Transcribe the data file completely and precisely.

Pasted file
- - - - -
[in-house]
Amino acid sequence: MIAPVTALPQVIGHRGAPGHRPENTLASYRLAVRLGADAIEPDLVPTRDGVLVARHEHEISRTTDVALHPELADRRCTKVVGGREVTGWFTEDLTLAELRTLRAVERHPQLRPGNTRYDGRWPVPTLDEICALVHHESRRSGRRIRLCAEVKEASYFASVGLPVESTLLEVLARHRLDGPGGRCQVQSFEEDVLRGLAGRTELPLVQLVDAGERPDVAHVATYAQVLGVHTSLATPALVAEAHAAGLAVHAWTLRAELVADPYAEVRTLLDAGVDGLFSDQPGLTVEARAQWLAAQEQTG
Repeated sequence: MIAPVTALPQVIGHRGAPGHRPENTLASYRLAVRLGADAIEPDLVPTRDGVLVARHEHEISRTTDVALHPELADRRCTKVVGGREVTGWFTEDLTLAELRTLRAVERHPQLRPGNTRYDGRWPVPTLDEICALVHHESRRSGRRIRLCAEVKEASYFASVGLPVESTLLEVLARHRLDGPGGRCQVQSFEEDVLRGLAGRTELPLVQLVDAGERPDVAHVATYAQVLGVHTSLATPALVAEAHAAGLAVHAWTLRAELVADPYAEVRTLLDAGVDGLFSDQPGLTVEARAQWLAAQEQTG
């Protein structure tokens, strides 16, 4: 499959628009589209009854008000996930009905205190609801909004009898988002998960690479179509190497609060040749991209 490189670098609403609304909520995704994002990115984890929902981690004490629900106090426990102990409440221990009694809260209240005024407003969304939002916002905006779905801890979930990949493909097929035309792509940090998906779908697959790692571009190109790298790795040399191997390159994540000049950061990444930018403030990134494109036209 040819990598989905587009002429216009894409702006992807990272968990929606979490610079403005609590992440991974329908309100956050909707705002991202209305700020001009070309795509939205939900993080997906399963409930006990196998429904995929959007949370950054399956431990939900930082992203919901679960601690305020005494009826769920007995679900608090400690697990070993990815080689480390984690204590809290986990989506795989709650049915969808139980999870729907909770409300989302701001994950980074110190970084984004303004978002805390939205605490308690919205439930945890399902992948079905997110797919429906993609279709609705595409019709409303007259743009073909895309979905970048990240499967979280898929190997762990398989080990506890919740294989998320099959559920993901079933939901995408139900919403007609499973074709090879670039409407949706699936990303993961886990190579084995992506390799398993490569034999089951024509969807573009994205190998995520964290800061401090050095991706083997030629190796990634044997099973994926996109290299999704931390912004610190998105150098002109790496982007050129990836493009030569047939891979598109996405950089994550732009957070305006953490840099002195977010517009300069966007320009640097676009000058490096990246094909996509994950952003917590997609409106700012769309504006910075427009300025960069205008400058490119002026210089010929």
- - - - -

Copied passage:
[in-house]
Amino acid sequence: MIAPVTALPQVIGHRGAPGHRPENTLASYRLAVRLGADAIEPDLVPTRDGVLVARHEHEISRTTDVALHPELADRRCTKVVGGREVTGWFTEDLTLAELRTLRAVERHPQLRPGNTRYDGRWPVPTLDEICALVHHESRRSGRRIRLCAEVKEASYFASVGLPVESTLLEVLARHRLDGPGGRCQVQSFEEDVLRGLAGRTELPLVQLVDAGERPDVAHVATYAQVLGVHTSLATPALVAEAHAAGLAVHAWTLRAELVADPYAEVRTLLDAGVDGLFSDQPGLTVEARAQWLAAQEQTG
Repeated sequence: MIAPVTALPQVIGHRGAPGHRPENTLASYRLAVRLGADAIEPDLVPTRDGVLVARHEHEISRTTDVALHPELADRRCTKVVGGREVTGWFTEDLTLAELRTLRAVERHPQLRPGNTRYDGRWPVPTLDEICALVHHESRRSGRRIRLCAEVKEASYFASVGLPVESTLLEVLARHRLDGPGGRCQVQSFEEDVLRGLAGRTELPLVQLVDAGERPDVAHVATYAQVLGVHTSLATPALVAEAHAAGLAVHAWTLRAELVADPYAEVRTLLDAGVDGLFSDQPGLTVEARAQWLAAQEQTG
């Protein structure tokens, strides 16, 4: 499959628009589209009854008000996930009905205190609801909004009898988002998960690479179509190497609060040749991209 490189670098609403609304909520995704994002990115984890929902981690004490629900106090426990102990409440221990009694809260209240005024407003969304939002916002905006779905801890979930990949493909097929035309792509940090998906779908697959790692571009190109790298790795040399191997390159994540000049950061990444930018403030990134494109036209 040819990598989905587009002429216009894409702006992807990272968990929606979490610079403005609590992440991974329908309100956050909707705002991202209305700020001009070309795509939205939900993080997906399963409930006990196998429904995929959007949370950054399956431990939900930082992203919901679960601690305020005494009826769920007995679900608090400690697990070993990815080689480390984690204590809290986990989506795989709650049915969808139980999870729907909770409300989302701001994950980074110190970084984004303004978002805390939205605490308690919205439930945890399902992948079905997110797919429906993609279709609705595409019709409303007259743009073909895309979905970048990240499967979280898929190997762990398989080990506890919740294989998320099959559920993901079933939901995408139900919403007609499973074709090879670039409407949706699936990303993961886990190579084995992506390799398993490569034999089951024509969807573009994205190998995520964290800061401090050095991706083997030629190796990634044997099973994926996109290299999704931390912004610190998105150098002109790496982007050129990836493009030569047939891979598109996405950089994550732009957070305006953490840099002195977010517009300069966007320009640097676009000058490096990246094909996509994950952003917590997609409106700012769309504006910075427009300025960069205008400058490119002026210089010929």